Sandy Miranda grew up in Silicon Valley: her father "built one of the first houses on Arastadero Road, which is really ground zero for a lot of what went on." Later she worked at Fairchild Semiconductor as a laboratory technician while studying English and mythology at San Jose State University. After graduating, she joined Douglas Engelbart's Augmentation Research Center at Stanford Research Institute, eventually becoming the "first tech support [person] on the ARPANET." After a stint at the USGS, Miranda joined Apple in 1980, where, she worked as a technical writer on the Lisa and Macintosh projects. She began her career as a freelance writer after being laid off in the famous merger of the Lisa and Apple groups (during with Steve Jobs made his remark that "I only see B and C players"): her first contract was to write the "Test Drive a Macintosh" script.
Miranda continued to work as a technical writer in Silicon Valley until the mid-1990s, and for the last decade has been a producer of the "Music of the World" show on KPFA, an alternative radio station in Berkeley, California. She was one of the first radio broadcasters to develop a Web site for her show, and now broadcasts online as well over the airwaves.
During the interview Miranda talks about her work at SRI; the culture of Apple in the early 1980s (particularly its support of women); her careers as a technical writer and radio personality; the relationship between the counterculture and rise of personal computing; and the excitement of working on leading-edge technical projects.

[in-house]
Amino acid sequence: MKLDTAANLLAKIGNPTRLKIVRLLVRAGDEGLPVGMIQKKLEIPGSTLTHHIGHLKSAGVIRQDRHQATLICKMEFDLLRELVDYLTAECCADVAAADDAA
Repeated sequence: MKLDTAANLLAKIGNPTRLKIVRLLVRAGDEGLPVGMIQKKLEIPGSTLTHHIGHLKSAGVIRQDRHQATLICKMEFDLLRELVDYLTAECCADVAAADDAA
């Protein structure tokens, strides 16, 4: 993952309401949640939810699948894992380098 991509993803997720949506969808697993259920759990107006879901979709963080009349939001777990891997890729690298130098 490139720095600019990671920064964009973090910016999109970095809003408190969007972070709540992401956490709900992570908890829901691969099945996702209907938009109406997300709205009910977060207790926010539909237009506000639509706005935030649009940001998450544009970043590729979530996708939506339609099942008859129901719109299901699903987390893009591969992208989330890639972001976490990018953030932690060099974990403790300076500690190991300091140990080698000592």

The interview was conducted on 14 April 2000, at Buck's restaurant in Woodside. There is too much background noise on the recording to publish audio extracts of the interview. The transcript was created and edited by Alex Pang, and reviewed by Sandy Miranda; a final version was created on 28 June 2000.
A copy of the original audio file (an Audio Interchange Format file) has been deposited in Stanford University Library Department of Special Collections.
The transcript has been broken up into several pages, each of which deals with a particular subject. When discussion of an issue occurs in two or three pages, or a device or institution gets substantive mention more than once, hyperlinks are provided between those different sections. A full transcript is also available that contains the same content, but presents it on a single page.